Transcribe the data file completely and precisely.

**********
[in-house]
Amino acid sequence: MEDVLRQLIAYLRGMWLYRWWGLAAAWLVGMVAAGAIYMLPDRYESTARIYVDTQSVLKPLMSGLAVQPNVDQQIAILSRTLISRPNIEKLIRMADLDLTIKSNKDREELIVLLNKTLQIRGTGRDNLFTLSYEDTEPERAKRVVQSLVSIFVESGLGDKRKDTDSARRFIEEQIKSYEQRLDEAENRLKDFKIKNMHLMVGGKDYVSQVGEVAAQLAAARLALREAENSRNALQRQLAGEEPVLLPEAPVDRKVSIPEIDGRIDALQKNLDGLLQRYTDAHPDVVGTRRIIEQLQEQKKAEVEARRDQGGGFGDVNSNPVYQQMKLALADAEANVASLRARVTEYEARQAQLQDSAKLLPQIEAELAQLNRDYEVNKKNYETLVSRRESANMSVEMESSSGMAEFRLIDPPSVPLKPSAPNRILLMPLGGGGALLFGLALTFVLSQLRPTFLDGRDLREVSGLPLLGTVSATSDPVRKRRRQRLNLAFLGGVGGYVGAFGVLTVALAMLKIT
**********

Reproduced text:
[in-house]
Amino acid sequence: MEDVLRQLIAYLRGMWLYRWWGLAAAWLVGMVAAGAIYMLPDRYESTARIYVDTQSVLKPLMSGLAVQPNVDQQIAILSRTLISRPNIEKLIRMADLDLTIKSNKDREELIVLLNKTLQIRGTGRDNLFTLSYEDTEPERAKRVVQSLVSIFVESGLGDKRKDTDSARRFIEEQIKSYEQRLDEAENRLKDFKIKNMHLMVGGKDYVSQVGEVAAQLAAARLALREAENSRNALQRQLAGEEPVLLPEAPVDRKVSIPEIDGRIDALQKNLDGLLQRYTDAHPDVVGTRRIIEQLQEQKKAEVEARRDQGGGFGDVNSNPVYQQMKLALADAEANVASLRARVTEYEARQAQLQDSAKLLPQIEAELAQLNRDYEVNKKNYETLVSRRESANMSVEMESSSGMAEFRLIDPPSVPLKPSAPNRILLMPLGGGGALLFGLALTFVLSQLRPTFLDGRDLREVSGLPLLGTVSATSDPVRKRRRQRLNLAFLGGVGGYVGAFGVLTVALAMLKIT